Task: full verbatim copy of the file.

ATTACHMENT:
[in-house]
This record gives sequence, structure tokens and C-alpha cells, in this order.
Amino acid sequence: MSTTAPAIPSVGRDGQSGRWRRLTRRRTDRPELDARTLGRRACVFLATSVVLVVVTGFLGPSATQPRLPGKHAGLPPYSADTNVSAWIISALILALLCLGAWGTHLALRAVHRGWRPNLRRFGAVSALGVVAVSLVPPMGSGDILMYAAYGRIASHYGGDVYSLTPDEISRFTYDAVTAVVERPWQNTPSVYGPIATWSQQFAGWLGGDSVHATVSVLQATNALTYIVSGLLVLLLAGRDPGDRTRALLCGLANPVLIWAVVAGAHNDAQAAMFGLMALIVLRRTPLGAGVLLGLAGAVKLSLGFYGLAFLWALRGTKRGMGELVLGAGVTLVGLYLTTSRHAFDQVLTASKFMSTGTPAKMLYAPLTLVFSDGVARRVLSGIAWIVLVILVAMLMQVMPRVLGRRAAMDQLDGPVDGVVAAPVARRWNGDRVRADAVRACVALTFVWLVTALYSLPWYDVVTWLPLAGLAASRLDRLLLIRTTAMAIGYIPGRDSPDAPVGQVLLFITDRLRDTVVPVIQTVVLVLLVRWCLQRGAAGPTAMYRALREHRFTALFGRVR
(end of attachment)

[in-house]
This record gives sequence, structure tokens and C-alpha cells, in this order.
Amino acid sequence: MSTTAPAIPSVGRDGQSGRWRRLTRRRTDRPELDARTLGRRACVFLATSVVLVVVTGFLGPSATQPRLPGKHAGLPPYSADTNVSAWIISALILALLCLGAWGTHLALRAVHRGWRPNLRRFGAVSALGVVAVSLVPPMGSGDILMYAAYGRIASHYGGDVYSLTPDEISRFTYDAVTAVVERPWQNTPSVYGPIATWSQQFAGWLGGDSVHATVSVLQATNALTYIVSGLLVLLLAGRDPGDRTRALLCGLANPVLIWAVVAGAHNDAQAAMFGLMALIVLRRTPLGAGVLLGLAGAVKLSLGFYGLAFLWALRGTKRGMGELVLGAGVTLVGLYLTTSRHAFDQVLTASKFMSTGTPAKMLYAPLTLVFSDGVARRVLSGIAWIVLVILVAMLMQVMPRVLGRRAAMDQLDGPVDGVVAAPVARRWNGDRVRADAVRACVALTFVWLVTALYSLPWYDVVTWLPLAGLAASRLDRLLLIRTTAMAIGYIPGRDSPDAPVGQVLLFITDRLRDTVVPVIQTVVLVLLVRWCLQRGAAGPTAMYRALREHRFTALFGRVR